Today we hear of Jesus healing a man born blind and Samuel choosing a king from an unlikely source. Both stories confront conventional belief. A blind man must be at fault for his disability and a king cannot come from a lowly position.
Biblical scholars see this situation. . . as a radical outrage to religious authorities. The claim that Jesus heals is deeply offensive. Why? What is the real problem here? Was it the Sabbath? No, not when only three verses mention this. Is it Jesus' status as outsider, whose origin and credentials are unknown? Maybe. Is it in the argument, shared by both sides, that “God does not listen to sinners” (v 31)? Therefore, “If this man were not from God, he could do nothing.” (v 33) So, a miraculous healing proves Jesus' credentials. Since the opponents accept this argument, they have no recourse but to attack the facts of the healing and the credibility of the witness.
To the best of my knowledge, the church down through the ages accepted this logic, as do most Christians today. Heretics can't do genuine miracles, the orthodox can. False or deceptive miracles are fakes by definition, because the people who are behind them are “sinners” to whom God does not listen. I have read this argument in stories from the eighth century, and have heard it in the church in the twenty-first. . . .
One response to this is to discount and shun miracles altogether, and insist that the real power of the Gospel is entirely independent of these. Unfortunately, this snobbish disdain for what was indeed a real part of Jesus' ministry leads to a diminished and rationalized moral/ethical reduction of his person and his message. A better alternative is to say that miracles are not proof, but signs. –– Lucy Bregman
1 Samuel 16:1-13
God's choice is unexpected because there were so many other possibilities, but it's not all that unexpected based on God's track record. God always picks unlikely or unworthy heroes: second-born Jacob rather than first-born Esau; the slaves of Egypt rather than the mighty Pharaoh and his powerful kingdom; a dresser of sycamore trees rather than a priest of the temple establishment. I could go on for pages, including of course, the illegitimate son of an unwed teenager whose life showed to the entire world God's plan for salvation. All of this is part of God's pattern of calling the world's ratings systems into question.–– Jennifer Copeland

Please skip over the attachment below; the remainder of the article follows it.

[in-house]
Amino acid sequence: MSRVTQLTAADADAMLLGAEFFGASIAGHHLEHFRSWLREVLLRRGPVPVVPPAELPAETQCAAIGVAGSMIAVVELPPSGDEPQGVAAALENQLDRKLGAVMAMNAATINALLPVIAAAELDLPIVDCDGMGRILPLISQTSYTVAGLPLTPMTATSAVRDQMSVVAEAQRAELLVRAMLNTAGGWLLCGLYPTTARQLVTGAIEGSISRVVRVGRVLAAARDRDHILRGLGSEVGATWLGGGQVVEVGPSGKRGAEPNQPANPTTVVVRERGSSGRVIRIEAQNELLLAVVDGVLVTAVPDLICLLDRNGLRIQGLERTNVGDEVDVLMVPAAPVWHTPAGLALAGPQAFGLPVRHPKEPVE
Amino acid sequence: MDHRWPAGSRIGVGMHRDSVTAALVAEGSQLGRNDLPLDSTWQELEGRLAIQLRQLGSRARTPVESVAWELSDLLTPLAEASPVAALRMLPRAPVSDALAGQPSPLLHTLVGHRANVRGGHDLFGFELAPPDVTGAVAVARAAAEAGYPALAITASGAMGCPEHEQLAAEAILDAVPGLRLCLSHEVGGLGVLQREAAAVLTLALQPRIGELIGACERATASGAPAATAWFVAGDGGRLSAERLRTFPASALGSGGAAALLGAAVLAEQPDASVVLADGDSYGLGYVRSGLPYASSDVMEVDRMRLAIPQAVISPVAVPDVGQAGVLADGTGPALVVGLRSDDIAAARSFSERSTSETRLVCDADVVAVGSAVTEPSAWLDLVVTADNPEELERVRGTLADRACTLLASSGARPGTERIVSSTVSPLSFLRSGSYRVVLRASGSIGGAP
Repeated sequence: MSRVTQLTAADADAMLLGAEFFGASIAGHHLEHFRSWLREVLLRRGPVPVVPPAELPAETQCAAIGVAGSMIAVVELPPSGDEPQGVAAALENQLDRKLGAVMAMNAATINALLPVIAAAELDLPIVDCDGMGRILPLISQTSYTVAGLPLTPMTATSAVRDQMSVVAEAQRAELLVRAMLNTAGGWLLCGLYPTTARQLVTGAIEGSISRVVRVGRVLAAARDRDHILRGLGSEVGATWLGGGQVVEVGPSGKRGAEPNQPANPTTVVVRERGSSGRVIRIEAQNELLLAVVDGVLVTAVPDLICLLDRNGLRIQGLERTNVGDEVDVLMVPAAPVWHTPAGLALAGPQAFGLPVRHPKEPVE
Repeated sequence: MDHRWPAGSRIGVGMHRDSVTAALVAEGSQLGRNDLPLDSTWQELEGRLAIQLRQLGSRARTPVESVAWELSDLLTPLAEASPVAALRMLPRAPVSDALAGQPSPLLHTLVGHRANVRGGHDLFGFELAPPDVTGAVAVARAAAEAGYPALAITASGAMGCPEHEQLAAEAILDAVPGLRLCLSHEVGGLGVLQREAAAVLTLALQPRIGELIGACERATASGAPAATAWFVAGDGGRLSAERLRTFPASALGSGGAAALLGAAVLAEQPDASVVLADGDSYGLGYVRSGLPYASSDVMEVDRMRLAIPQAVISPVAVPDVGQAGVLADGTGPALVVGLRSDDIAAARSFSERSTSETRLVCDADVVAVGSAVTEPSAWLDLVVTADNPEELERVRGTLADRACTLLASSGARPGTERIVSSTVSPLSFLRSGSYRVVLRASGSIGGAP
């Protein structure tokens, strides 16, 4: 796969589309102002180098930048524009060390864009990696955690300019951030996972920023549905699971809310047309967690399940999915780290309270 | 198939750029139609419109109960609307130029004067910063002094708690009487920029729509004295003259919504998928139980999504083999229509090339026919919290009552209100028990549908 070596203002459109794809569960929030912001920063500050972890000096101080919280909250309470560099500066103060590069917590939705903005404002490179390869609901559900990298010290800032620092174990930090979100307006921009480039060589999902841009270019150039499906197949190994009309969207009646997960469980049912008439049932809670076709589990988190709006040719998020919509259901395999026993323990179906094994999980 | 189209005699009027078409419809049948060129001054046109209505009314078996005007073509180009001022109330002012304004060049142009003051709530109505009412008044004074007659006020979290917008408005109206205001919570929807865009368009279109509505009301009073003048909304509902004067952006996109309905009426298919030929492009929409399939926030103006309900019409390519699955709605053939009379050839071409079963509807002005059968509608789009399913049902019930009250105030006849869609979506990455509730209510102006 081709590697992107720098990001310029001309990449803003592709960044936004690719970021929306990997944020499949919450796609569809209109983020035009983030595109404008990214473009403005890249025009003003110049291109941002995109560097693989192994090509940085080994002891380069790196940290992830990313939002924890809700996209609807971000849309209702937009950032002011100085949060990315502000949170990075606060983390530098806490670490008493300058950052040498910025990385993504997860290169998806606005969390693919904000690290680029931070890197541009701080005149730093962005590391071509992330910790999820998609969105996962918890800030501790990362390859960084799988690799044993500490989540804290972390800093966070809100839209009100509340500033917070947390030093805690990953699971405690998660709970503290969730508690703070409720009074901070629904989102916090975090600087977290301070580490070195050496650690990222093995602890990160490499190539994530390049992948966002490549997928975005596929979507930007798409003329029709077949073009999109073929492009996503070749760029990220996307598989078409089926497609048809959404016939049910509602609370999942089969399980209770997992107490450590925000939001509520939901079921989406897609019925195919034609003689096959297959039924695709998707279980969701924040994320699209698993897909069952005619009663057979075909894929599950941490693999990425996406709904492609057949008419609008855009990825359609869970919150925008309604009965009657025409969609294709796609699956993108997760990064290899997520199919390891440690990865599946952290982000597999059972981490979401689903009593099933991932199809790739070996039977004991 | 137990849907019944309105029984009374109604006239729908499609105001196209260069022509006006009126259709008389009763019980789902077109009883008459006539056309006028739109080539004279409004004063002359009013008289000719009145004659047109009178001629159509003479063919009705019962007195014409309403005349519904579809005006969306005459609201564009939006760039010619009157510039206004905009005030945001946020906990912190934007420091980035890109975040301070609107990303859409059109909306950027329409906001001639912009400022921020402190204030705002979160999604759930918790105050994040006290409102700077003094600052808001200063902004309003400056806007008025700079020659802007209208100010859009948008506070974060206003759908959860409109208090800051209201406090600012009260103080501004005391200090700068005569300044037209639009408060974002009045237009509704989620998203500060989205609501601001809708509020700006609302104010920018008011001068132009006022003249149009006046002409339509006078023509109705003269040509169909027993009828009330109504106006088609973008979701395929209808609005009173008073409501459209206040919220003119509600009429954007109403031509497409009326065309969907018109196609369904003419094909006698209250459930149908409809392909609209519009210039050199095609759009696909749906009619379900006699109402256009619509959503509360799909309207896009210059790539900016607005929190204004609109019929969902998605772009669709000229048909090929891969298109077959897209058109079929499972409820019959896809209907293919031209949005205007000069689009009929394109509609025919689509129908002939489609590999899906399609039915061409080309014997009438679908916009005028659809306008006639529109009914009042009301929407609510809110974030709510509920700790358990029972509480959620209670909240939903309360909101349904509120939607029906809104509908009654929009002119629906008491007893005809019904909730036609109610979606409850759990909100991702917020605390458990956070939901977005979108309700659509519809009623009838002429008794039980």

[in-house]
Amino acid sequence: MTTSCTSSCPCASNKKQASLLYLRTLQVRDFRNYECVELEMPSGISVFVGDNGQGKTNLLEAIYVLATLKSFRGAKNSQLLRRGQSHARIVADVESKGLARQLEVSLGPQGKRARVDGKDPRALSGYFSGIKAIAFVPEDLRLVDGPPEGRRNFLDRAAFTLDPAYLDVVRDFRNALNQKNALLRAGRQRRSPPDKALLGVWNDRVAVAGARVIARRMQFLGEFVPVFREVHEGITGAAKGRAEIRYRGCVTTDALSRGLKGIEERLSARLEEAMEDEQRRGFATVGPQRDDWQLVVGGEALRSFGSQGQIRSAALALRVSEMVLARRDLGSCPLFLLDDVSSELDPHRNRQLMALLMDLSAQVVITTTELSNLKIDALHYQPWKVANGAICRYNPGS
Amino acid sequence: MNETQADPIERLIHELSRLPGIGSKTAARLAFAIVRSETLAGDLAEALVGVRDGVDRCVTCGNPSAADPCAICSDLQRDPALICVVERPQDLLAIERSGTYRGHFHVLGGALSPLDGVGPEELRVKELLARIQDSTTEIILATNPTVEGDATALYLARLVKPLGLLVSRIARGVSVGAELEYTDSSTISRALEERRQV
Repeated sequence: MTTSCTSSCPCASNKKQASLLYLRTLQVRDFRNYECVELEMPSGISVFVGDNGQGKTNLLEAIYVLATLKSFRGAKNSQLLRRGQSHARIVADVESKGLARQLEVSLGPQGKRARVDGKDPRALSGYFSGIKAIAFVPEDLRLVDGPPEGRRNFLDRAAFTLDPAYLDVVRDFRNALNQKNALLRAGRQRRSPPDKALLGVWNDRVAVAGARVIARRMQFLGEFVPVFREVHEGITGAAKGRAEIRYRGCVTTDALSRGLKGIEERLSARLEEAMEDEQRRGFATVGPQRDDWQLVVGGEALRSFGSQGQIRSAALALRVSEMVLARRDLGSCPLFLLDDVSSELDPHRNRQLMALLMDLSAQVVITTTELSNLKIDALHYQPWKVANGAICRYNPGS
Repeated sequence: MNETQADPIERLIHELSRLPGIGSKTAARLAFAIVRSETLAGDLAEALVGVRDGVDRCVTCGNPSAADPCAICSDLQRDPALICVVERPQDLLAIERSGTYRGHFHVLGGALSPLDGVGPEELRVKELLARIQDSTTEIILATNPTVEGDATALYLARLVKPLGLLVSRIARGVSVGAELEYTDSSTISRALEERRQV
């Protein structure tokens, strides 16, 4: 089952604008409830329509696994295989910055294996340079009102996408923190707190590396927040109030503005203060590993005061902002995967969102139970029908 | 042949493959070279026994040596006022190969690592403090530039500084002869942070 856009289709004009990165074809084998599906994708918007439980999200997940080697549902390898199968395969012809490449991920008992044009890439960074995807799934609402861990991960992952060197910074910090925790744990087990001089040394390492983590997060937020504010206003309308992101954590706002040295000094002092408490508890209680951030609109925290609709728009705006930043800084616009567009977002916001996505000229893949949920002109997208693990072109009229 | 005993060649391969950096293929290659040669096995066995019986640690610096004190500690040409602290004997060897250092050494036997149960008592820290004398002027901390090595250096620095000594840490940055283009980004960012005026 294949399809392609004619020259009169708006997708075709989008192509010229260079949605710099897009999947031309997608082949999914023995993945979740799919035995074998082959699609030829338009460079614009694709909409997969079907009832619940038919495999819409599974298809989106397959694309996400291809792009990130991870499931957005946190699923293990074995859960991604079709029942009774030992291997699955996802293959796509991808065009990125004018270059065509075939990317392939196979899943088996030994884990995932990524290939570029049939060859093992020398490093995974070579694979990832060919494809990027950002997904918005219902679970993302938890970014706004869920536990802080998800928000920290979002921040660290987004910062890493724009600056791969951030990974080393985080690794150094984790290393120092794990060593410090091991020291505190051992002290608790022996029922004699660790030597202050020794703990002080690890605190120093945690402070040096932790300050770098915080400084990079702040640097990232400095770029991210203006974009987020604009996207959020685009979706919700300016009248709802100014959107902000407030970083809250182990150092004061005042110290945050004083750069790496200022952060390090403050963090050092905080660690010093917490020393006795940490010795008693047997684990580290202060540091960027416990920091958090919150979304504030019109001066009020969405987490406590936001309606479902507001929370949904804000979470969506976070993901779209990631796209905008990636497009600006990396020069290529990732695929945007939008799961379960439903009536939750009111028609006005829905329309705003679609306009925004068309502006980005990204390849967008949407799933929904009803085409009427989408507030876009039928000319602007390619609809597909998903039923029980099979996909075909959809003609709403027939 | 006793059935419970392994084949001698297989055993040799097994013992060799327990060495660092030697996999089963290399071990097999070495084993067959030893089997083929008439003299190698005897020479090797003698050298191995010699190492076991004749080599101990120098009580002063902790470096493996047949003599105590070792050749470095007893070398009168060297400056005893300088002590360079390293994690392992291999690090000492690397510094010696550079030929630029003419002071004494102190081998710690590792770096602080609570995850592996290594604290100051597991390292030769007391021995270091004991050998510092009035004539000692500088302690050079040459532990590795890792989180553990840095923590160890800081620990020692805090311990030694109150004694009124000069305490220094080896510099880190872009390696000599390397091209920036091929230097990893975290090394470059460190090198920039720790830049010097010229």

This passage contrasts existence prior to acceptance of Christ and present Christian existence. It identifies the past as darkness and the present as light in the Lord. It calls Christians to live as children of light so that their behavior would be characterized as good, righteous, true and pleasing to God. It calls Christians to take no part in fruitless works of darkness, but to expose them, and it claims that shameful deeds done in secret should not even be mentioned. However, this passage follows a vice list that emphasized fornication and impurity, which would indicate that what the Pauline author suggests should not be mentioned consists of sexual deviance. The selection seeks to foster mature discernment that recognizes what is to be condemned as sinfulness. The passage concludes with a verse considered an early Christian baptismal hymn. (See Rom. 6:4–13.) –– Regina Boisclair
Regina Boisclair, a Roman Catholic biblical scholar, teaches at Alaska Pacific University, Anchorage, Alaska.
Lucy Bregman, professor of religion at Temple University, Philadelphia, PA, is the author of several books including Beyond Silence and Denial: Death and Dying Reconsidered (WJK, 1999) and Preaching Death (Baylor Univ., 2011).
Jennifer Copeland, a United Methodist ordained minister, served for 16 years as chaplain at Duke University and as director of the Duke Wesley Fellowship. She is currently executive director at North Carolina Council of Churches in Raleigh-Durham.
Homily Service 41, no. 2 (2007): 42-53.